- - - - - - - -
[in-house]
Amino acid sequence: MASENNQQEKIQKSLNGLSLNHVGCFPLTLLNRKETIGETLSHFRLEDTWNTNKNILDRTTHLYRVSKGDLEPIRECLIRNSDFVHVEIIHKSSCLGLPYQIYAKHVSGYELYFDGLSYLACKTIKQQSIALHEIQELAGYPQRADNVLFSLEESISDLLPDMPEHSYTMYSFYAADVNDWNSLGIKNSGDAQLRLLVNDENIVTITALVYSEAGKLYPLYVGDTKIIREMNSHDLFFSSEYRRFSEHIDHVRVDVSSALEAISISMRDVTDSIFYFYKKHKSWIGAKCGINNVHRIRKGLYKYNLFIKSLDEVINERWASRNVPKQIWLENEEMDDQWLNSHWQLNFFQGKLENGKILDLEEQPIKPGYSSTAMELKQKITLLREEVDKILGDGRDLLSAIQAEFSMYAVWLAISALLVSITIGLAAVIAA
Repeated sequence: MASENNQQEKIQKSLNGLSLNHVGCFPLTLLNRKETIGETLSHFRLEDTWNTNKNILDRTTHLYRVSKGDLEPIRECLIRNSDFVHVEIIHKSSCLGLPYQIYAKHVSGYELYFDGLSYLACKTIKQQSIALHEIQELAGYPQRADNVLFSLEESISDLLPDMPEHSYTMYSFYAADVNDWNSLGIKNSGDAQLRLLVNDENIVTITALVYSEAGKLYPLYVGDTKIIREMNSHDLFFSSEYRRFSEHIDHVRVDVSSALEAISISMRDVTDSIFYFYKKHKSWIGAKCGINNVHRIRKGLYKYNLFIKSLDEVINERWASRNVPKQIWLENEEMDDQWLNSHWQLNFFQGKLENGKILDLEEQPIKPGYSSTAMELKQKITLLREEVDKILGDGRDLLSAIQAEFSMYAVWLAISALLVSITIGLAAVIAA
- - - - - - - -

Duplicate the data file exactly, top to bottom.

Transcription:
[in-house]
Amino acid sequence: MASENNQQEKIQKSLNGLSLNHVGCFPLTLLNRKETIGETLSHFRLEDTWNTNKNILDRTTHLYRVSKGDLEPIRECLIRNSDFVHVEIIHKSSCLGLPYQIYAKHVSGYELYFDGLSYLACKTIKQQSIALHEIQELAGYPQRADNVLFSLEESISDLLPDMPEHSYTMYSFYAADVNDWNSLGIKNSGDAQLRLLVNDENIVTITALVYSEAGKLYPLYVGDTKIIREMNSHDLFFSSEYRRFSEHIDHVRVDVSSALEAISISMRDVTDSIFYFYKKHKSWIGAKCGINNVHRIRKGLYKYNLFIKSLDEVINERWASRNVPKQIWLENEEMDDQWLNSHWQLNFFQGKLENGKILDLEEQPIKPGYSSTAMELKQKITLLREEVDKILGDGRDLLSAIQAEFSMYAVWLAISALLVSITIGLAAVIAA
Repeated sequence: MASENNQQEKIQKSLNGLSLNHVGCFPLTLLNRKETIGETLSHFRLEDTWNTNKNILDRTTHLYRVSKGDLEPIRECLIRNSDFVHVEIIHKSSCLGLPYQIYAKHVSGYELYFDGLSYLACKTIKQQSIALHEIQELAGYPQRADNVLFSLEESISDLLPDMPEHSYTMYSFYAADVNDWNSLGIKNSGDAQLRLLVNDENIVTITALVYSEAGKLYPLYVGDTKIIREMNSHDLFFSSEYRRFSEHIDHVRVDVSSALEAISISMRDVTDSIFYFYKKHKSWIGAKCGINNVHRIRKGLYKYNLFIKSLDEVINERWASRNVPKQIWLENEEMDDQWLNSHWQLNFFQGKLENGKILDLEEQPIKPGYSSTAMELKQKITLLREEVDKILGDGRDLLSAIQAEFSMYAVWLAISALLVSITIGLAAVIAA